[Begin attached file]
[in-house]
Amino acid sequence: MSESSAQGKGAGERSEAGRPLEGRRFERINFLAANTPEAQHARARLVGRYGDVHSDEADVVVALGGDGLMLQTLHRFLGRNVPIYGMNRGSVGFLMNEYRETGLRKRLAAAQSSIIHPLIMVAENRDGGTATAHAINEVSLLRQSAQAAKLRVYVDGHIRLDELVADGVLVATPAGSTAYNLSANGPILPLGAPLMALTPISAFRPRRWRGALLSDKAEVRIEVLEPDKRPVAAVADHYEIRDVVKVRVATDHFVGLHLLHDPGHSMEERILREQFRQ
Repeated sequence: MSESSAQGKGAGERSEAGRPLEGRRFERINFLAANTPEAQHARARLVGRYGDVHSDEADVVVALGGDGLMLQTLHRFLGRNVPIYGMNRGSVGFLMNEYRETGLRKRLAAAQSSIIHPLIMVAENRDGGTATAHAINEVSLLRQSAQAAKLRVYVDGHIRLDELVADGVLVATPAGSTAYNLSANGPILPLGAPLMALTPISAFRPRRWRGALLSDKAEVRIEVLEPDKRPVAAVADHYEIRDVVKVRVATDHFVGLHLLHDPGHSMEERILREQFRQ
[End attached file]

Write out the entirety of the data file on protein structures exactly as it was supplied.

[in-house]
Amino acid sequence: MSESSAQGKGAGERSEAGRPLEGRRFERINFLAANTPEAQHARARLVGRYGDVHSDEADVVVALGGDGLMLQTLHRFLGRNVPIYGMNRGSVGFLMNEYRETGLRKRLAAAQSSIIHPLIMVAENRDGGTATAHAINEVSLLRQSAQAAKLRVYVDGHIRLDELVADGVLVATPAGSTAYNLSANGPILPLGAPLMALTPISAFRPRRWRGALLSDKAEVRIEVLEPDKRPVAAVADHYEIRDVVKVRVATDHFVGLHLLHDPGHSMEERILREQFRQ
Repeated sequence: MSESSAQGKGAGERSEAGRPLEGRRFERINFLAANTPEAQHARARLVGRYGDVHSDEADVVVALGGDGLMLQTLHRFLGRNVPIYGMNRGSVGFLMNEYRETGLRKRLAAAQSSIIHPLIMVAENRDGGTATAHAINEVSLLRQSAQAAKLRVYVDGHIRLDELVADGVLVATPAGSTAYNLSANGPILPLGAPLMALTPISAFRPRRWRGALLSDKAEVRIEVLEPDKRPVAAVADHYEIRDVVKVRVATDHFVGLHLLHDPGHSMEERILREQFRQ